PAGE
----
In the Late Bronze Age, a thriving society near present-day Tel Aviv and far beyond suddenly fell apart, and researchers have long been stumped as to the precise cause—until now. The explanation for the crisis lies in fossilized pollen, which remains stable for millennia and points the finger of blame, in this case, at drought. To make their findings, researchers plunged into the sediment under the Sea of Galilee, where pollen had been "driven by wind and river-streams ... [and become] embedded," a researcher tells the Jewish Press. They drilled 65 feet downward and pulled out 60 feet of sediment cores, the New York Times reports. Near the Dead Sea, they obtained further cores.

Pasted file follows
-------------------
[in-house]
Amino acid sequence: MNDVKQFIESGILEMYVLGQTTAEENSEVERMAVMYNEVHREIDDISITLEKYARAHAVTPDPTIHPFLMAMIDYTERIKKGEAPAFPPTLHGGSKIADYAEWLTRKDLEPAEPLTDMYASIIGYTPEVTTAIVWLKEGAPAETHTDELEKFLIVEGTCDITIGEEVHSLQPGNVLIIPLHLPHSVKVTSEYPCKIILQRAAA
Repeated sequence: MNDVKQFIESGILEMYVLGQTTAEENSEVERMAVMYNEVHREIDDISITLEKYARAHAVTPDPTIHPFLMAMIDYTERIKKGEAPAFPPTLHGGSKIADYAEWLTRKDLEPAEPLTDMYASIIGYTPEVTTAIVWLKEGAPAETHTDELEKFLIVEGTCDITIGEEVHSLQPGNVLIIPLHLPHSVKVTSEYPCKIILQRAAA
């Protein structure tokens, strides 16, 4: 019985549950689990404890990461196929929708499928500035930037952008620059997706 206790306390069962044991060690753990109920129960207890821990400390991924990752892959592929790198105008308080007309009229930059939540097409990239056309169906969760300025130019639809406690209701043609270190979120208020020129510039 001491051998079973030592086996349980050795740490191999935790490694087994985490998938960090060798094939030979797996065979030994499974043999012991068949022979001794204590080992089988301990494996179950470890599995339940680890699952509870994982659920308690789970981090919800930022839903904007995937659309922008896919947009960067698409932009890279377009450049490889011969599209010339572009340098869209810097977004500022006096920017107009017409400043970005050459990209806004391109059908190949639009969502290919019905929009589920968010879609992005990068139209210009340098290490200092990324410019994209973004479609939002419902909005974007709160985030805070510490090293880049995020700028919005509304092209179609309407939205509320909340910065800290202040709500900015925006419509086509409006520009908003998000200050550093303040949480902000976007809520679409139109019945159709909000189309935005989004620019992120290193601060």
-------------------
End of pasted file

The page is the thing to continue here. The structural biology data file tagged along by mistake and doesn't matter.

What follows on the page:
Over the course of three years, the experts investigated the pollen grains trapped in the cores, looking at samples from every 40 years between 3,500 BC and 500 BC. (The Times calls those 40-year increments "the highest resolution yet in this region.") They discovered that populations of Mediterranean oaks and pines, as well as olive trees, saw a sudden and fairly drastic decrease in the Late Bronze Age, indicating a series of droughts, specifically between 1250 and 1100 BC. The researchers also discussed what came next: a wet period that heralded the dawn of Biblical kingdoms. "Understanding climate is key to understanding history," says one of the researchers. (In related news, 245 million-year-old grains of pollen helped researchers solve an "abominable mystery.")